Federal Treasurer Joe Hockey during Question Time Photo: Andrew Meares
In 1992, Bill Clinton's adviser, James Carville, wrote a key message on his campaign whiteboard to knock off George H. W. Bush: ''The economy, stupid.'' In 1991, Bush had a 90 per cent approval rating. In 1992, he lost the election.
In Australia today, there's one crucial message that should go before Carville's dictum. ''It's the structure, stupid!''
Neither Coalition nor Labor can improve our long-term economy, because the structure within which politicians operate forces them to constantly strategise in the short term.
By contrast, Indonesia has enacted legislation to value-add natural resources to build smelters and refineries rather than ship raw products to China, while Australia is allowing smelters and refineries to close down.
Australia is going backwards in terms of our cherished long-term value-adding dream.
Like the Lord Commander of the Night's Watch in the Game of Thrones, Joe Hockey is talking about tough times ahead. And so he should. But is it possible for his government to make hard decisions within the current structure that rules our Parliament? No. It simply gives the opposition something to rail against.
Our structure wastes billions of dollars. We set up a carbon tax and ancillary institutions only to tear them down. The same can be said for the mining tax, the Gonski reforms, the national broadband network and the list goes on. Not too bright for a smart country.
The Labor Party will share the Coalition's guilt for opposing for opposition's sake to win elections. It is puerile.
Back in 1991, I got in trouble for talking my ministerial boss into saying, ''Pensions no longer a right,'' as the front page of a Melbourne newspaper screamed. Privately, no one in government disagreed. Projected numbers made future welfare payments unaffordable at current levels.
As a newish chief-of-staff, I was told that telling the truth was political death. Thus, I take my hat off to Treasurer Joe Hockey 20 years later for telling the truth and staring political death in the face. Unless we substantially grow the economy, we can't afford to fund our social conscience.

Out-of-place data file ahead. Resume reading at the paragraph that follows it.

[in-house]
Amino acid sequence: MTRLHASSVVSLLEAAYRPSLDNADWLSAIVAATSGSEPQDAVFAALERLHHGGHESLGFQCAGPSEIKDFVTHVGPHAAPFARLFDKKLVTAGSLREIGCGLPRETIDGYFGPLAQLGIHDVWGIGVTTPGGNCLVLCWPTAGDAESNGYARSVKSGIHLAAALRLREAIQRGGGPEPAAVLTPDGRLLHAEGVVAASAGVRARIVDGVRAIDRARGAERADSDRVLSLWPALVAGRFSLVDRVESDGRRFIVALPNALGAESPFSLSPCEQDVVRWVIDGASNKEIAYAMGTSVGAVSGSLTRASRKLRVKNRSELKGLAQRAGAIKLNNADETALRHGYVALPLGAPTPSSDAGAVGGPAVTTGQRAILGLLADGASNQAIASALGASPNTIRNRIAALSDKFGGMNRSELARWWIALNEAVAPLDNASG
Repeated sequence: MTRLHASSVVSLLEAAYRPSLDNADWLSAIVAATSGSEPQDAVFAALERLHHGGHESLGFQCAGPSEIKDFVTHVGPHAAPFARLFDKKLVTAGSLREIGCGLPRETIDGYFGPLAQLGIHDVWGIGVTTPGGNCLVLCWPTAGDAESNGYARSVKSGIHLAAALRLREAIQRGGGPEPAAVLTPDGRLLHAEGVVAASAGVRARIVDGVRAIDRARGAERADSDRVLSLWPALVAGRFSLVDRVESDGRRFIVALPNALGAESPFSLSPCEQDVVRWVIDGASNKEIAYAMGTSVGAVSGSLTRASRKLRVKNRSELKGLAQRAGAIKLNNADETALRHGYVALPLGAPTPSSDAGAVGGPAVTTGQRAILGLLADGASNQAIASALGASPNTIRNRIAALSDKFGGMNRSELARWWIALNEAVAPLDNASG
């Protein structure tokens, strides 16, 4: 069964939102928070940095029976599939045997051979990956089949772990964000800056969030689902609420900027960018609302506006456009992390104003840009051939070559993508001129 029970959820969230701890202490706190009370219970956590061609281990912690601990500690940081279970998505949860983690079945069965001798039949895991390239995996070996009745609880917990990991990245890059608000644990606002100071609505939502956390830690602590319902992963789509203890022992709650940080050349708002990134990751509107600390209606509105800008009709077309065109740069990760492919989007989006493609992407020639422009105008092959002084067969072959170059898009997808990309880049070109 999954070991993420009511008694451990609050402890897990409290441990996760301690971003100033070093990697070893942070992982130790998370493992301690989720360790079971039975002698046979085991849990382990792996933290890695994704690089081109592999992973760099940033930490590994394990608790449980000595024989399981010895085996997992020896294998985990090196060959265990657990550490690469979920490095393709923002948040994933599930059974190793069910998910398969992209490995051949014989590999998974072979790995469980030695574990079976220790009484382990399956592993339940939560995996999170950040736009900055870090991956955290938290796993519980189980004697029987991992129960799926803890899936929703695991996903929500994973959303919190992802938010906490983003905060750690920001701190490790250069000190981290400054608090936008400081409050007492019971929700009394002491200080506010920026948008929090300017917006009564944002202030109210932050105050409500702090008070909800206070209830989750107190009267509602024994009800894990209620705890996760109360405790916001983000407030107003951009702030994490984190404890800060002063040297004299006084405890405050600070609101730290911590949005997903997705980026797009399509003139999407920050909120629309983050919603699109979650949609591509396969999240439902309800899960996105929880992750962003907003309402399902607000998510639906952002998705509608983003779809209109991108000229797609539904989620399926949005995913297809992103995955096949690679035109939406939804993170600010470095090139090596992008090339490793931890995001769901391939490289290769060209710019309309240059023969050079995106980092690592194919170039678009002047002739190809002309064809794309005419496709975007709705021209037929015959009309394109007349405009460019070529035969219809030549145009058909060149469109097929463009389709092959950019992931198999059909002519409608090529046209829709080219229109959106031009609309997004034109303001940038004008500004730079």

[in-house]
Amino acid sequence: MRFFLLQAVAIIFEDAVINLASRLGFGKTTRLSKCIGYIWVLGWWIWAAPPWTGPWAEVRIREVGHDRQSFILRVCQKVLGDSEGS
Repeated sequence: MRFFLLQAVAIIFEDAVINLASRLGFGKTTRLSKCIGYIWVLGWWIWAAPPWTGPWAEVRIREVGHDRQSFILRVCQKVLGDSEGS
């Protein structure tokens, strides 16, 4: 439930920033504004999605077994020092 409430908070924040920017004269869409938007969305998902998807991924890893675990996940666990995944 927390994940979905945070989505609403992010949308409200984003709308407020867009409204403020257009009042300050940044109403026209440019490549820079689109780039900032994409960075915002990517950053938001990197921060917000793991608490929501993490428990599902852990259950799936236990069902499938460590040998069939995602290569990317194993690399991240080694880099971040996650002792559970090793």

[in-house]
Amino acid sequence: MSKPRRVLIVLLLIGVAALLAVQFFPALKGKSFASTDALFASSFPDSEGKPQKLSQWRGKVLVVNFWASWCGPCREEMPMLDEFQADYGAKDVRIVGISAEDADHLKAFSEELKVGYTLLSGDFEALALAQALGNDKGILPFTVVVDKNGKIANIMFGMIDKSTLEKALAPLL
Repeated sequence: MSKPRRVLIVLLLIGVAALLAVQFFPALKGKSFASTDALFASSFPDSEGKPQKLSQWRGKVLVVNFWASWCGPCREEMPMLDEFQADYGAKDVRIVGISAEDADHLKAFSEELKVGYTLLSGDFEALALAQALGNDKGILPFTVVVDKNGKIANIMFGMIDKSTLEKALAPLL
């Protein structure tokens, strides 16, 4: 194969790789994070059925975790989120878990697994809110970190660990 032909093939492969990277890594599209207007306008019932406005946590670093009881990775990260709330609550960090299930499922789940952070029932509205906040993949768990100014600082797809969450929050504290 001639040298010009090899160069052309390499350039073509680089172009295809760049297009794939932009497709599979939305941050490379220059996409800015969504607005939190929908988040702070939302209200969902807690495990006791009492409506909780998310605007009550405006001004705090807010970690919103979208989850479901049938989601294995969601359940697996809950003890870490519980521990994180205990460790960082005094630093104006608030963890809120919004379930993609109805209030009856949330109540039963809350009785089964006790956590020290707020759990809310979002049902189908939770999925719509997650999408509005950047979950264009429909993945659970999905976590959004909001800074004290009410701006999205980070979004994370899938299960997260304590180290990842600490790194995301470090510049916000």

During the Hawke/Keating years, the disability support pension was introduced primarily to trick people into thinking unemployment was reducing. A cynical exercise the Howard government made a virtue of, with numbers growing exponentially. It's easy to give, and hard to take away.
I remember seeing the health minister at the time, Brian Howe, on behalf of the acquired brain damage community who had been lobbying our office. It's hard not to want to help brain-damaged teenagers who can only find beds in aged-care homes.
Howe was a leftie, so I thought I had some chance of getting money out of him. He smiled at me sadly and showed me the effect on the budget if we opened that door, with all the precedent consequences that follow. It was huge!
Thus, I can only image the effect on the budget of the national disability insurance scheme and the paid parental leave scheme alone if rolled out as announced. Long-term social policy must be paid for by long-term economic policy, and our present structure doesn't allow politicians to think in the long term.
Yet politicians were smart enough to understand that if they could control official interest rates they would play politics with them, hence the Reserve Bank.
So now it's time to start another bank, this time a long-term policy bank. It would start as a bipartisan body and eventually become independent. It would need to be at arm's length from the shallow, mud-slinging, illogical, character-assassinating, short-term, day-to-day political shouting that substitutes for policy debate.
The long-term policy bank would not be about apportioning evil or blame to the other sides of politics. It would be about developing and implementing crucial long-term economic policy to grow the Australian economy with certainty, to create serious policies that don't change with every change of government.
The political leader who begins this process will win electors' hearts and minds. The opportunity is ripe for Bill Shorten, because he has less to lose.
Many foreigners have told me that Australia won't see the opportunities it has lost until its people have suffered more. I once thought Australians were too smart for this, but now I'm less sure.
Our Asian and Indian neighbours understand suffering. They have been on the bottom and don't like it. That's why they work like crazy to improve their situation. Germany and Japan lost wars and hated it. They quickly worked themselves back into the game. Even the United States wears real pay cuts to boost its economy, while Australians do an Oliver Twist: I want more, sir.
Australia has had no civil wars or coups, has never been invaded, has never sliced and diced itself through race or religion, nor has it suffered famine. Commercially, we're only 200 years old, babes in the woods. One hundred years ago, a bunch of bearded dudes cut and pasted a constitution to get us going.
Surely it's time to cobble together a long-term policy bank to put Australia first on crucial economic issues, rather than let political parties or careers decide them.
I'm with Hockey, our Lord Commander of the Night's Watch, as he is obliged through duty to tell us that winter is coming. A long-term policy bank could be a substantial foundation stone for his Wall.
Greg Rudd is a government and business consultant based in Canberra.